1. Each relies on the other for support.
  2. Each sibling has a unique bond with the others.
  3. Each of the players passed the ball to the others during the game.

In these examples, “each” indicates individuality or distribution, and “the others” serves as a complement of a preposition, representing the remaining entities in the group or set. Together, they create a reciprocal relationship or connection between the related items or individuals.

In the English Grammar Profile, C1 point 105 in the category of PRONOUNS/reciprocal is defined as:

‘each’ (+ noun or pronoun) as subject followed by ‘the other(s)’ a complement of a preposition, to refer to two related things. (pronouns: quantity)

A search in TED corpus for:

Each {n} * {in} the [other|others]

Each attempt was substantially different from the other.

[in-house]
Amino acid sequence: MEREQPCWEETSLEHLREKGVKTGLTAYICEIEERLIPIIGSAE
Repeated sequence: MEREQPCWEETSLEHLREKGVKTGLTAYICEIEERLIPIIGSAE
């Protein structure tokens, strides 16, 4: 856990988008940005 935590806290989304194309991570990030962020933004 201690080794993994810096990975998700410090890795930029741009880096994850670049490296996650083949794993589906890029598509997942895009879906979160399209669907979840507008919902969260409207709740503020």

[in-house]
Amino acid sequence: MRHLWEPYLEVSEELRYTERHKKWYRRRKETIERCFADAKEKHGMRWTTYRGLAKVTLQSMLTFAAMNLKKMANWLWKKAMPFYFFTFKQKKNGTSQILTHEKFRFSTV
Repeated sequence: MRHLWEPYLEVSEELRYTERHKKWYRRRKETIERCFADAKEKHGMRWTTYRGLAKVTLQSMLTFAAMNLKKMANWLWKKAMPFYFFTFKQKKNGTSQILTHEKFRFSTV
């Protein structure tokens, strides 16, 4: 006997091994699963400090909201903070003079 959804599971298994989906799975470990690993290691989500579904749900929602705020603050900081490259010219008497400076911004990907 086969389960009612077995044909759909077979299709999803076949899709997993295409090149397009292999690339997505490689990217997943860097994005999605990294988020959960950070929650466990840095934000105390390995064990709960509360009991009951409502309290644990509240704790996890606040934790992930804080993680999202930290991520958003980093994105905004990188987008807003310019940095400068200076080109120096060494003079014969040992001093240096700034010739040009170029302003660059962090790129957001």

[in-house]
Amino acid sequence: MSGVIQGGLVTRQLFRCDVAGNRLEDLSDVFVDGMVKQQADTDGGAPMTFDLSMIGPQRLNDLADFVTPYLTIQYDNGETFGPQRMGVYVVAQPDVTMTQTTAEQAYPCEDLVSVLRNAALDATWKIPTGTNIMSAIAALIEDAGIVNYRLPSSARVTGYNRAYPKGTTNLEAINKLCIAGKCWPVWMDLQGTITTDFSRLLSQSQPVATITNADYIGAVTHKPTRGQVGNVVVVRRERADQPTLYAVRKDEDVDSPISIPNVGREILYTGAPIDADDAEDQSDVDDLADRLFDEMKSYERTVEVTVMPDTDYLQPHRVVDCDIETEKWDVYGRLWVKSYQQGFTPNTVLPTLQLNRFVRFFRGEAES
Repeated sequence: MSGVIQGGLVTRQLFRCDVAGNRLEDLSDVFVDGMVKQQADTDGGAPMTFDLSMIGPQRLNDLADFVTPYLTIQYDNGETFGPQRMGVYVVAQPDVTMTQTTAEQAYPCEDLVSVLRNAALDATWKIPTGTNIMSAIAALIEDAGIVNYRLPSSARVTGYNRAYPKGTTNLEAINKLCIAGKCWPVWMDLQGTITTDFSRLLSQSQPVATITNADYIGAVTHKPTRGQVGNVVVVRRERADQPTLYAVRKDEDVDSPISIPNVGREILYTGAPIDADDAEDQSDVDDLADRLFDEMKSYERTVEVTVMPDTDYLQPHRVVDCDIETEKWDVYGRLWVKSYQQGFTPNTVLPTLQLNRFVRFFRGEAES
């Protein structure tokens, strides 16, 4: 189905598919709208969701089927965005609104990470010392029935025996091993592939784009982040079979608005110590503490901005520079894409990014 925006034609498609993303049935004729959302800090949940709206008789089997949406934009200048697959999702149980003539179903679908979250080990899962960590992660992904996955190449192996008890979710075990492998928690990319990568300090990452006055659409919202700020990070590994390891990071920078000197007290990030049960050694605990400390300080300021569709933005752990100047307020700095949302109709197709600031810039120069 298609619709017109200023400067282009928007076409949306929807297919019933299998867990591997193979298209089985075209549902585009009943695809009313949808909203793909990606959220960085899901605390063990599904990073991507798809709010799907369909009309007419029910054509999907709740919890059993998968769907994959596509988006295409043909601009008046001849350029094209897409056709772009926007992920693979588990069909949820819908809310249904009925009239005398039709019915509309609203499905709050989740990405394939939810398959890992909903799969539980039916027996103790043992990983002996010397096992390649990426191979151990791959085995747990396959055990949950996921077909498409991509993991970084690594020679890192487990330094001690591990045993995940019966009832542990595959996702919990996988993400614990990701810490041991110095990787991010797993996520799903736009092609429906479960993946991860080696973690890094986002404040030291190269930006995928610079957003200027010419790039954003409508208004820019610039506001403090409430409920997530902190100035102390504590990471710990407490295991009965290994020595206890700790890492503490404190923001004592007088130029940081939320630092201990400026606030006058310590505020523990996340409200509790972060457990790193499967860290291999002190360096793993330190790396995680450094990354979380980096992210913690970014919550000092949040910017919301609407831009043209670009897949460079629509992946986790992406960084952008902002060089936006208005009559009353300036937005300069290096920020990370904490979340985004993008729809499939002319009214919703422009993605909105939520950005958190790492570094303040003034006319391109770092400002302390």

Each side agrees to accept the fundamental premises of the other.

(There are C2 vocabulary items in this sentence.)

2 They both meant it, and there was some truth to each of their claims because each side was grossly exaggerating the views of the other in order to fight their war.

(‘grossly’ is unlisted in the EVP)

3 But progress in each sphere reverberates in the other.

(There’s so much unlisted vocabulary in the full sentence.)

4 Each one is different from the other one.  (I am not sure whether this is C1 because ‘other’ is an adjective here.)

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